The book has a lot going for it – the violence isn’t what I would consider graphic, the characters are well defined, the outcome is not what you would think.

I am going to stop there because this post is very, very long, but as a final point I would re-read any of these books without hesitation.

Happy reading,



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I have done a lot of reading this week. Three novels to be precise, by writers separated by a mix of gender, age, nationality and time period.

I compared them, seeing what drew me into them: characters, storylines, ideas, genre, settings all had an impact on my way of perceiving them, and it gave me a chance to think about what skills I need to develop in my own writing.

I was surprised how much the storyline of the third book appealed to me, as it was a crime novel, a modern-style ‘whodunnit’. I have found this genre more enticing over the last year or so, but historically it’s not really been that interesting to me and has never been what I would choose to write.

And yet… I think¬†that might be a great way to get back into the art of writing. To try out a new challenge and a new genre. Not with any intention of getting a full novel or a marketable piece of work from it; more because I want to get myself out of the writing slump I am¬†in right now.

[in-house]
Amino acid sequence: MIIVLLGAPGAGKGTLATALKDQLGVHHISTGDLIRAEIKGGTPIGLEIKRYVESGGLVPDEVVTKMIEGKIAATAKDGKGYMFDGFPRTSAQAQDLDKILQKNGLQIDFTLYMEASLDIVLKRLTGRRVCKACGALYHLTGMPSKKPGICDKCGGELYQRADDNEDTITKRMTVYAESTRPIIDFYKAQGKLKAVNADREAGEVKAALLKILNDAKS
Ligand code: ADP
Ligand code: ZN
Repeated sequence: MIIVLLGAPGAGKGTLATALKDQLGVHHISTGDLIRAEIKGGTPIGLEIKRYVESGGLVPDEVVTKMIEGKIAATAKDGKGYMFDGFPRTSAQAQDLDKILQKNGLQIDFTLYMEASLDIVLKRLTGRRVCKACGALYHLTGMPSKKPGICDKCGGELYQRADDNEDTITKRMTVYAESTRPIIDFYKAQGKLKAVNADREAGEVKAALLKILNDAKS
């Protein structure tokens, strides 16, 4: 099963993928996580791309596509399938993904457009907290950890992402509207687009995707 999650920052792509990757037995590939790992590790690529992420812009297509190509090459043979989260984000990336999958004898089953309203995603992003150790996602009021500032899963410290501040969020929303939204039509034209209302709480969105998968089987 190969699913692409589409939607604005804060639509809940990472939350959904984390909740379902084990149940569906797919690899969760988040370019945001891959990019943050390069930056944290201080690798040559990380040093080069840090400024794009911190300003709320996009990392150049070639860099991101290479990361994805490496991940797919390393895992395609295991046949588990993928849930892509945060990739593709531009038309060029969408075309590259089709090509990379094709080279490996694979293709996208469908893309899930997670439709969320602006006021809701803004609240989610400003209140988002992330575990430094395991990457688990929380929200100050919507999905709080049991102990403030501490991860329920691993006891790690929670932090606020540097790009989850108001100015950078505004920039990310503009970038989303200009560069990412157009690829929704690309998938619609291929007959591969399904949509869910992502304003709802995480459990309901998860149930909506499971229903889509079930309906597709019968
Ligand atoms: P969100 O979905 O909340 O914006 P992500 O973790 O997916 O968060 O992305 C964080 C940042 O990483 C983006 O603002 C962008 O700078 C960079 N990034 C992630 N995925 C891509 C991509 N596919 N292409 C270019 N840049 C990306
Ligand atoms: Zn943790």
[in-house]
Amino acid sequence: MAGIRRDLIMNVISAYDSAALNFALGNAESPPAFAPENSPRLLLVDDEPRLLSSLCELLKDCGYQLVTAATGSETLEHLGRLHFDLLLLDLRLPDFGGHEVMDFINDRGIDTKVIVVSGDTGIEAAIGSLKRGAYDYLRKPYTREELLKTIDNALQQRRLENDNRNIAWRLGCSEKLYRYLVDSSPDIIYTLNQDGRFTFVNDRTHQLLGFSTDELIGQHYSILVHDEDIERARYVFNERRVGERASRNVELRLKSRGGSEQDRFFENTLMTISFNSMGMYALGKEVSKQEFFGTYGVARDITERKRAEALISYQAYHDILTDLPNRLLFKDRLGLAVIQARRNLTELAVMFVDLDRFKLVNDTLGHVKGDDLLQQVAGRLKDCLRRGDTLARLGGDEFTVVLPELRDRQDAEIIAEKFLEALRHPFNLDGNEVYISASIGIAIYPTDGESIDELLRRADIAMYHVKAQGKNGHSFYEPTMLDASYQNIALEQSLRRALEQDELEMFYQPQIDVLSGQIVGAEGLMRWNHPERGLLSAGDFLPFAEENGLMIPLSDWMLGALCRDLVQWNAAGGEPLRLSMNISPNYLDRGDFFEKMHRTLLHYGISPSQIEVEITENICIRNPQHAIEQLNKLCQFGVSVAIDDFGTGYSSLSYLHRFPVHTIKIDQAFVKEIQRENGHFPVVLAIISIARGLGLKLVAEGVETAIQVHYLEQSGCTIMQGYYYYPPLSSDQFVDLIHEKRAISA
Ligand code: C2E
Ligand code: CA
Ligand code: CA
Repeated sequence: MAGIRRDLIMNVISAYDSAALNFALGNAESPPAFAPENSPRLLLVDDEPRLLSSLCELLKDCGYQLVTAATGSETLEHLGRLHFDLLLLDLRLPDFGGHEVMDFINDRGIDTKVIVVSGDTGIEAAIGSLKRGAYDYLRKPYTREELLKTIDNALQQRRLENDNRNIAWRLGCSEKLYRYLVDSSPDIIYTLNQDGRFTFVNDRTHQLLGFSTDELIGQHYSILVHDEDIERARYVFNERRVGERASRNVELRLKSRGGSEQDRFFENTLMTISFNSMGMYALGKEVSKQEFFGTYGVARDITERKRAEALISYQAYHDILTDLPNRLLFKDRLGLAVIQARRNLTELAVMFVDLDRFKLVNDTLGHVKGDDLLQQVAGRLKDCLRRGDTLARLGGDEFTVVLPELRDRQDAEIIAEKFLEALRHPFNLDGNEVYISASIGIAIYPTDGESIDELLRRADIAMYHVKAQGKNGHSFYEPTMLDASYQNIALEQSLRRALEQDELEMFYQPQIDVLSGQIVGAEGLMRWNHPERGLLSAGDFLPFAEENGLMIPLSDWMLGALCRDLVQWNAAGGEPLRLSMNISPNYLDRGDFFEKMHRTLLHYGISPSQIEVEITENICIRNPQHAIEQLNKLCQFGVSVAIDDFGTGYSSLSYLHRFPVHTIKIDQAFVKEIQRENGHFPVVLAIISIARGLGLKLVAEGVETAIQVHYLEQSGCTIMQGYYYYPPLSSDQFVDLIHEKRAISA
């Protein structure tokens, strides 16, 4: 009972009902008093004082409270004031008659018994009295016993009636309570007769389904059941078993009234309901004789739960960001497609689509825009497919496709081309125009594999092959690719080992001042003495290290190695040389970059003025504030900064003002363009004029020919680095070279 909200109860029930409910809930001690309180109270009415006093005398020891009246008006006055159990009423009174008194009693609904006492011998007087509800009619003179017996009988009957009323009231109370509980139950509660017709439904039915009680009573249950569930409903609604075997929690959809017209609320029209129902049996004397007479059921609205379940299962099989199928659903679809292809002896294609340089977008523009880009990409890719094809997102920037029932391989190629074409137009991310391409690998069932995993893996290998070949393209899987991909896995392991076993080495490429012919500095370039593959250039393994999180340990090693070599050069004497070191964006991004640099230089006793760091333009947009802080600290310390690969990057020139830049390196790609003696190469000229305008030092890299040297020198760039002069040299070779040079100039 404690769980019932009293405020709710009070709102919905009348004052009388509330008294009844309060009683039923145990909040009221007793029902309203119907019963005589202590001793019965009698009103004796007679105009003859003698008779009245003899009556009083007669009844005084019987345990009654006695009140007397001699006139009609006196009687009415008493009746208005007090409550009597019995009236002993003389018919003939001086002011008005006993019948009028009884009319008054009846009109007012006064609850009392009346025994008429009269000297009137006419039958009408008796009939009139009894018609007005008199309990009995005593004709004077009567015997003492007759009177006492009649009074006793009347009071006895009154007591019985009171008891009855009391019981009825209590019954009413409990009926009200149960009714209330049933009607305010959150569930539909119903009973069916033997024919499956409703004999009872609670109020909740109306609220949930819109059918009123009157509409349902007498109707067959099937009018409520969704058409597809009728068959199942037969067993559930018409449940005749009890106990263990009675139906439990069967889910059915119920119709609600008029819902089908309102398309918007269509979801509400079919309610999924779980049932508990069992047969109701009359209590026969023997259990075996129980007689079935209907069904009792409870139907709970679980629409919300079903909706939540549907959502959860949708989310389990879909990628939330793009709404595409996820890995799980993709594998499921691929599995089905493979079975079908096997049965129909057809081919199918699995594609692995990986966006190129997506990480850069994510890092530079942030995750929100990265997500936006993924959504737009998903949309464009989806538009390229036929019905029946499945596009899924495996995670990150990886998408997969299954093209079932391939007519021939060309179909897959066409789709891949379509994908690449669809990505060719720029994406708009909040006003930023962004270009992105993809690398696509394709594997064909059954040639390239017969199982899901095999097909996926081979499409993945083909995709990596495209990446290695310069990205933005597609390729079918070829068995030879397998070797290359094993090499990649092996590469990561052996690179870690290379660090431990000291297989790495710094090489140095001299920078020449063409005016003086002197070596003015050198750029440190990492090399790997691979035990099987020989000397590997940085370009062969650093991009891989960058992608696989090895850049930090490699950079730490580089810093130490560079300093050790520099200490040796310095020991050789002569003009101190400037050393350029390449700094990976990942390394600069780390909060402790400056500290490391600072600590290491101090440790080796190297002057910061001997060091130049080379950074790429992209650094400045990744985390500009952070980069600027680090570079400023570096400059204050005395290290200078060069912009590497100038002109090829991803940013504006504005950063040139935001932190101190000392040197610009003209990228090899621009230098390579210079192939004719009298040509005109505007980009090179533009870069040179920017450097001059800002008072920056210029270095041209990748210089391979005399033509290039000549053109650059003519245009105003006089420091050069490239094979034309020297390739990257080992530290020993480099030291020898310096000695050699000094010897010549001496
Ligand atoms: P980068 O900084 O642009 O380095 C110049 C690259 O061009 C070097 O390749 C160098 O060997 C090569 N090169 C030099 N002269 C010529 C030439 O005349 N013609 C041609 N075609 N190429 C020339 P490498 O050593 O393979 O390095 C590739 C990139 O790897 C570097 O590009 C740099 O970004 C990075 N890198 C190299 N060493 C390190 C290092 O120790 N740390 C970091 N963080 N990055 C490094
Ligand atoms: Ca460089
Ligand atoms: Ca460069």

There is something that puts me off completing my current work in progress, a sense that the tangled histories can’t be¬†portrayed effectively using my natural style of writing. ¬†The plot is there, the setting is there, the idea is there – but I am not sure I am able to sell it. ¬†I think exploring a ‘whodunnit’ idea might help me with this block in my approach. ¬†It will allow me to test out ways to mislead and misdirect the reader in a way that commercial fiction doesn’t really allow.

I remember being taught not to introduce ideas or characters that don’t affect story outline but that is precisely where ‘whodunnits’ succeed: they bring in red herrings, lines of enquiry that appear to go nowhere, characters who couldn’t have been the killer. ¬†It is the way their information is used that makes them valuable, and that is the writing skill I want to develop.

So the next few weeks will see me planning a short crime story complete with cast, alibis, motives and of course victim.  If I can get to grips with the filtering of information from unreliable witnesses, untrustworthy narrators and unwilling conspirators I will be ready to go back to the work in progress and make something of it.

And if I can’t, I’ll know I need to consider another approach!

In other news – I am falling behind in the 100 novels list, but suffice it to say I haven’t read 66 or 67. ¬†Now I am exploring the books I inherited I am far more likely to come across obscure and out of print books of the 40s/50s/60s than anything else for a while (just because these are currently the easiest to reach!) I am not going to add to my personal reading list for a while and will simply see where the tales take me!